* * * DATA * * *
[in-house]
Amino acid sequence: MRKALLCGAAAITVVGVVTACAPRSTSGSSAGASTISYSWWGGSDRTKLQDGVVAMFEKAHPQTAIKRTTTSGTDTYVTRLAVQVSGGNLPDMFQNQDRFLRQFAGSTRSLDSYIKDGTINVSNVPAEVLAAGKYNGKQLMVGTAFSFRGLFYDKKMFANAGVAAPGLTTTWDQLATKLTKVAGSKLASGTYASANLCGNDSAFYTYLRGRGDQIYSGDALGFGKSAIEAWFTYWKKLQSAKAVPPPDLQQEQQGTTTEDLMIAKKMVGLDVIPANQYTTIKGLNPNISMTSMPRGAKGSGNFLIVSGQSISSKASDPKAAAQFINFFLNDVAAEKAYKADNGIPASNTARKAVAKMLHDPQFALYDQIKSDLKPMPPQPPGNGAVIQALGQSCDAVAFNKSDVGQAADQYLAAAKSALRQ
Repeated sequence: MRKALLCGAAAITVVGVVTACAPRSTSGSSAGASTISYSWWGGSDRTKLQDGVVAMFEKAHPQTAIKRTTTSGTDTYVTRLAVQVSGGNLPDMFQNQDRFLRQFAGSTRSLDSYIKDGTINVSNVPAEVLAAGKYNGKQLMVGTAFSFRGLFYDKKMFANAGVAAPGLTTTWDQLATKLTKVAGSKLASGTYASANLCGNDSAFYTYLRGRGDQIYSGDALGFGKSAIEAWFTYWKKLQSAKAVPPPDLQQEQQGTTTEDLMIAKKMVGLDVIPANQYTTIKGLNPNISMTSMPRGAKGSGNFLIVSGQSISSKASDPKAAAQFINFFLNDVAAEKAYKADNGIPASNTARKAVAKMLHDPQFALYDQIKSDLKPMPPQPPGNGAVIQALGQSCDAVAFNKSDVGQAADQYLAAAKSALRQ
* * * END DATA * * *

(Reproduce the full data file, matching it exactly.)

[in-house]
Amino acid sequence: MRKALLCGAAAITVVGVVTACAPRSTSGSSAGASTISYSWWGGSDRTKLQDGVVAMFEKAHPQTAIKRTTTSGTDTYVTRLAVQVSGGNLPDMFQNQDRFLRQFAGSTRSLDSYIKDGTINVSNVPAEVLAAGKYNGKQLMVGTAFSFRGLFYDKKMFANAGVAAPGLTTTWDQLATKLTKVAGSKLASGTYASANLCGNDSAFYTYLRGRGDQIYSGDALGFGKSAIEAWFTYWKKLQSAKAVPPPDLQQEQQGTTTEDLMIAKKMVGLDVIPANQYTTIKGLNPNISMTSMPRGAKGSGNFLIVSGQSISSKASDPKAAAQFINFFLNDVAAEKAYKADNGIPASNTARKAVAKMLHDPQFALYDQIKSDLKPMPPQPPGNGAVIQALGQSCDAVAFNKSDVGQAADQYLAAAKSALRQ
Repeated sequence: MRKALLCGAAAITVVGVVTACAPRSTSGSSAGASTISYSWWGGSDRTKLQDGVVAMFEKAHPQTAIKRTTTSGTDTYVTRLAVQVSGGNLPDMFQNQDRFLRQFAGSTRSLDSYIKDGTINVSNVPAEVLAAGKYNGKQLMVGTAFSFRGLFYDKKMFANAGVAAPGLTTTWDQLATKLTKVAGSKLASGTYASANLCGNDSAFYTYLRGRGDQIYSGDALGFGKSAIEAWFTYWKKLQSAKAVPPPDLQQEQQGTTTEDLMIAKKMVGLDVIPANQYTTIKGLNPNISMTSMPRGAKGSGNFLIVSGQSISSKASDPKAAAQFINFFLNDVAAEKAYKADNGIPASNTARKAVAKMLHDPQFALYDQIKSDLKPMPPQPPGNGAVIQALGQSCDAVAFNKSDVGQAADQYLAAAKSALRQ